Littell's Living Age/Volume 127/Issue 1634/The Clockmakers of the Schwarzwald
From The Spectator.
THE CLOCKMAKERS OF THE SCHWARZWALD.
The Baden State Railway, running in an unbroken line from the Rhine plain at Mannheim to the shores of the Boden See at Constance, forms two sides of that part of the Grand Duchy of Baden which in Germany is called Badischer Schwarzwald. Along this line go great numbers of English tourists hurrying to Switzerland, and rushing back again to England, but they seldom set foot in any part of this district, except in the town of Freiburg, a pleasant point to break a long and somewhat tedious journey. The dark hills thickly covered with pine-trees, which the traveller sees from the windows of his carriage, generally serve to remind him of the grander mountains he has left, or of the peaks which he hopes to climb. But among these hills is much picturesque and quaint scenery, of a character at once unique and distinct from that of countries more frequented by the traveller. From any high ground, lofty hills can be seen extending towards the horizon, more or less clothed with black pine-forests, broken here and there by the lighter foliage in the valleys, or by the open patches of cultivated land. There are cottage farms, with huge black and spreading roofs, better built, and showing signs of greater prosperity and comfort than in most mountainous districts. The village houses are less thickly grouped, and everything indicates an active and industrious people. In the valleys are many charming landscapes; the scale is small, but the perfect union of water and rock, of wood and meadow, produces harmonious and delightful pictures. Among the thick and fragrant woods the scenes are different, more weird and wild, but none the less attractive. Among these woods and hills dwell a people who unite the simplicity and kindness of the mountaineer and agriculturist with the shrewdness and energy of the artisan of the town. They cultivate their land with surprising care, and work at the manufacture of clocks and watches, glass and straw articles, with a diligence which has been rewarded by great success. They are so energetic and desirous of doing well in life, that like the men of the Canton Graubünden and the Oetzthal Alps, they willingly leave their own country and go away to England, America, or France, where they work hard, chiefly at clocks and watches. But to this desire for bettering their condition is united a strong love of home, so that in three or four years they come back with sufficient money to buy themselves a piece of land, on which for the rest of their days they live; they settle down, and their children will do as they have done.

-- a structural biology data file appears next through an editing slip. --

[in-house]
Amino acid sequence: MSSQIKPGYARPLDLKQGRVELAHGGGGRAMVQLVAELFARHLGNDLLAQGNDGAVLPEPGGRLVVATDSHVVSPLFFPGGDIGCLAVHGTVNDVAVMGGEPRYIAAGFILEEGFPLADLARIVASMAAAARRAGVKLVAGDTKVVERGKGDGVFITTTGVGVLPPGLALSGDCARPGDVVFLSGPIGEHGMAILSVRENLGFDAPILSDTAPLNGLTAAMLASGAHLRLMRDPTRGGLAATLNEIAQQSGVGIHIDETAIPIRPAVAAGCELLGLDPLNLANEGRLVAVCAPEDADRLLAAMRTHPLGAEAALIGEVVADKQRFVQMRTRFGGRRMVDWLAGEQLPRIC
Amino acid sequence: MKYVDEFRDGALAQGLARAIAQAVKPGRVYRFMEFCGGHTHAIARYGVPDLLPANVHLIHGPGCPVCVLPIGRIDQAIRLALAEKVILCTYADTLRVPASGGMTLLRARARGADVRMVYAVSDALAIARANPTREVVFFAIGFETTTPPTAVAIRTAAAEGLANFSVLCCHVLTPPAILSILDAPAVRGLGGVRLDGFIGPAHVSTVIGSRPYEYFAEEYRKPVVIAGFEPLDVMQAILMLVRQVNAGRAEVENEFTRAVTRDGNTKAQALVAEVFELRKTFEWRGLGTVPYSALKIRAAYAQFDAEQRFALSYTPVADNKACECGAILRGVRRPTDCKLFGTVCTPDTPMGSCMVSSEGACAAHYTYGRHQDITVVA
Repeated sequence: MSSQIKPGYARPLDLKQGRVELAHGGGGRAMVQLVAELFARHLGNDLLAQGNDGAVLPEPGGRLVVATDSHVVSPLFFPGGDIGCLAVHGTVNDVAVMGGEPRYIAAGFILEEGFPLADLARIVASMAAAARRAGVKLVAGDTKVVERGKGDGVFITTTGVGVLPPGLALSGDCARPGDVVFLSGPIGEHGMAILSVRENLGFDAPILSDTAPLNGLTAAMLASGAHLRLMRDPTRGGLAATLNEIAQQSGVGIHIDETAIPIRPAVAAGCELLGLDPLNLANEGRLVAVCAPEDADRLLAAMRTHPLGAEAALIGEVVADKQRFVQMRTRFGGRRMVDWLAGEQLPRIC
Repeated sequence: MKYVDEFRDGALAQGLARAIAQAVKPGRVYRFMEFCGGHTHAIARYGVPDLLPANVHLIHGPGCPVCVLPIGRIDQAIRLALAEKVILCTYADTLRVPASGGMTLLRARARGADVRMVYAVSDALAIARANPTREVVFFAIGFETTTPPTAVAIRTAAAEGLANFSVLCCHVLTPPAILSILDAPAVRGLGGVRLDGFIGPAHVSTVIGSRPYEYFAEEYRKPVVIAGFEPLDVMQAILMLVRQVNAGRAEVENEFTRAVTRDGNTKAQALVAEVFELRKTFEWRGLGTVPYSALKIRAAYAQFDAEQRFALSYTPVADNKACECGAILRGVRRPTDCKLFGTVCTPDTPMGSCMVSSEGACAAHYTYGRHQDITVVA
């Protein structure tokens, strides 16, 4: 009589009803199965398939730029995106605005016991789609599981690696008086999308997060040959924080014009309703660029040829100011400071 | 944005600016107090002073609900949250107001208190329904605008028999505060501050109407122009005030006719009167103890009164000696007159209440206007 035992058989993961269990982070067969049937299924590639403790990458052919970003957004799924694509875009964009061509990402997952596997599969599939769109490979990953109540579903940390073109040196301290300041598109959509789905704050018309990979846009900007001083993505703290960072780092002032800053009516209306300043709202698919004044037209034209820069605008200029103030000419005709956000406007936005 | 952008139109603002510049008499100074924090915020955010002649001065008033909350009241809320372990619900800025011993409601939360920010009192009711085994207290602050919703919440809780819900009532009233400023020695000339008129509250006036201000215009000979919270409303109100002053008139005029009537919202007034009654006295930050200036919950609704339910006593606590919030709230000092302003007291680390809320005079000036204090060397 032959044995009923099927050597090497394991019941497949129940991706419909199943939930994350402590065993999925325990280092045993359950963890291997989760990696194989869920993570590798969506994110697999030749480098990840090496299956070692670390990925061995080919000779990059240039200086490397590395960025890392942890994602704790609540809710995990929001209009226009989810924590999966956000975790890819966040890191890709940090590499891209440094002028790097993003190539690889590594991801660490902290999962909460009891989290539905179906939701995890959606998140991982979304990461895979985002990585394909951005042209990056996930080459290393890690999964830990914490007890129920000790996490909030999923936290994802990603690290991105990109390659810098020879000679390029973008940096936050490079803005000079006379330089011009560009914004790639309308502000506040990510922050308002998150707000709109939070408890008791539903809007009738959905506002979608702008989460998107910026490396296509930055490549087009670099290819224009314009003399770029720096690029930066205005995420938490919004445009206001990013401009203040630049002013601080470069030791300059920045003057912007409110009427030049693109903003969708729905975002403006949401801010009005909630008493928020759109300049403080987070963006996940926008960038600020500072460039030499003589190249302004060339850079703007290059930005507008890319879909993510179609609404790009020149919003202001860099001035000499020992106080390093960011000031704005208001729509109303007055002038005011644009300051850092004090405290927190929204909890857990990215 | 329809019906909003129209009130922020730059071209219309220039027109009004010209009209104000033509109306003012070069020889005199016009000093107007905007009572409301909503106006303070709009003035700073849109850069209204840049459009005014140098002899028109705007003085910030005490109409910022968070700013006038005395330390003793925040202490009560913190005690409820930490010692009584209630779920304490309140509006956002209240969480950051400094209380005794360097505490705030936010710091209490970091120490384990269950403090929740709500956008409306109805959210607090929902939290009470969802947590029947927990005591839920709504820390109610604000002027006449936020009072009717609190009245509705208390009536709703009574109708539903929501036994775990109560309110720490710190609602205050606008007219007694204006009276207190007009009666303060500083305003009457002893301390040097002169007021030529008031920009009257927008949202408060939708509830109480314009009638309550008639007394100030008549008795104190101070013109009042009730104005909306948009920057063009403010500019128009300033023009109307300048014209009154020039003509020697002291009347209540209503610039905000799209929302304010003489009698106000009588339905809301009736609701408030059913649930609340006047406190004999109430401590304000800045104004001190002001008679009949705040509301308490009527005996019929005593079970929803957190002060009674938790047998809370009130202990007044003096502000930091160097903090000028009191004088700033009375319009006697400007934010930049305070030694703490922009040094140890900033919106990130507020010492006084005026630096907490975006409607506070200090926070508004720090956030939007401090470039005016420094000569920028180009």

The first thing which a stranger does at Furtwangen is to see the exhibition of the Gewerbevereins, and at Tryberg the Gewerbe Hall, open from May to October. The latter is a wooden building of some taste, where every variety of clock can be seen which the ingenuity of the Schwarzwalder can devise or his fingers execute. Round the walls and on the tables are clocks of every sort. Nearly all are of wood, though here and there is a fragile one of straw or ivory. The first which attracts attention is a very fine specimen of wood-carving; the figures and design are cut in lime-wood, and it stands two feet high. The fingers and hours are of ivory. The attendant puts it to two o'clock, and it forthwith plays a melodious air, as of the most delicate flutes. The next is still larger, and as the hour strikes a miniature band plays "Der Wacht am Rhein." We pass on to one made of beach and walnut, the dark and light wood being charmingly blended. As the fingers touch the hour, two helmeted trumpeters step out and blow the reveille. Then there are cuckoos which strike up at the hour and thrushes who sing at the quarter, venerable monks standing beneath the belfry ring the hour when midnight comes. The automaton clock comes next, and we watch a sort of Pickwickian fat boy feed himself with rolls till three has finished striking. The taste and minuteness of the carving in the largest or the smallest point are very great; the regulator on the pendulum of the smallest clock represents, perhaps, an oak-leaf, or some simple, but still graceful object. Nor are more methodical and stronger-looking clocks wanting; they are of every kind; they will suit the kitchen or the boudoir. The excellence of the external work is equalled by that of the machinery, for having once gained a reputation, the inhabitants of these hills take care that it shall not be lost. The Gewerbeverein, or Union, guarantee the goodness of each clock which hangs on the walls.